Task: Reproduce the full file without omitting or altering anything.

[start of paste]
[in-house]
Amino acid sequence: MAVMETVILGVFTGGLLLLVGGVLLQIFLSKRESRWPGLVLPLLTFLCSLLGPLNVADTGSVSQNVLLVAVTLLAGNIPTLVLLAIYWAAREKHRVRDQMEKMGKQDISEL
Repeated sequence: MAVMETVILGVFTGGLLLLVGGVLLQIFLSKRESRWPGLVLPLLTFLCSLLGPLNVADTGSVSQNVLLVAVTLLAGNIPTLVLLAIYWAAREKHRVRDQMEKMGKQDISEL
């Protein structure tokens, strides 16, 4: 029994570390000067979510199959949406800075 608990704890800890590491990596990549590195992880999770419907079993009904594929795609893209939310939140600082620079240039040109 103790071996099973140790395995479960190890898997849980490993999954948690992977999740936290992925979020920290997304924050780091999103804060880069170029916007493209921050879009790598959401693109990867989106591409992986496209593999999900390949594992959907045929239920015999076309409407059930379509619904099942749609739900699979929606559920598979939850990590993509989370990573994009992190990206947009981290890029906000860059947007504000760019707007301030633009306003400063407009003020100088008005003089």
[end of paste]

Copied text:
[in-house]
Amino acid sequence: MAVMETVILGVFTGGLLLLVGGVLLQIFLSKRESRWPGLVLPLLTFLCSLLGPLNVADTGSVSQNVLLVAVTLLAGNIPTLVLLAIYWAAREKHRVRDQMEKMGKQDISEL
Repeated sequence: MAVMETVILGVFTGGLLLLVGGVLLQIFLSKRESRWPGLVLPLLTFLCSLLGPLNVADTGSVSQNVLLVAVTLLAGNIPTLVLLAIYWAAREKHRVRDQMEKMGKQDISEL
């Protein structure tokens, strides 16, 4: 029994570390000067979510199959949406800075 608990704890800890590491990596990549590195992880999770419907079993009904594929795609893209939310939140600082620079240039040109 103790071996099973140790395995479960190890898997849980490993999954948690992977999740936290992925979020920290997304924050780091999103804060880069170029916007493209921050879009790598959401693109990867989106591409992986496209593999999900390949594992959907045929239920015999076309409407059930379509619904099942749609739900699979929606559920598979939850990590993509989370990573994009992190990206947009981290890029906000860059947007504000760019707007301030633009306003400063407009003020100088008005003089």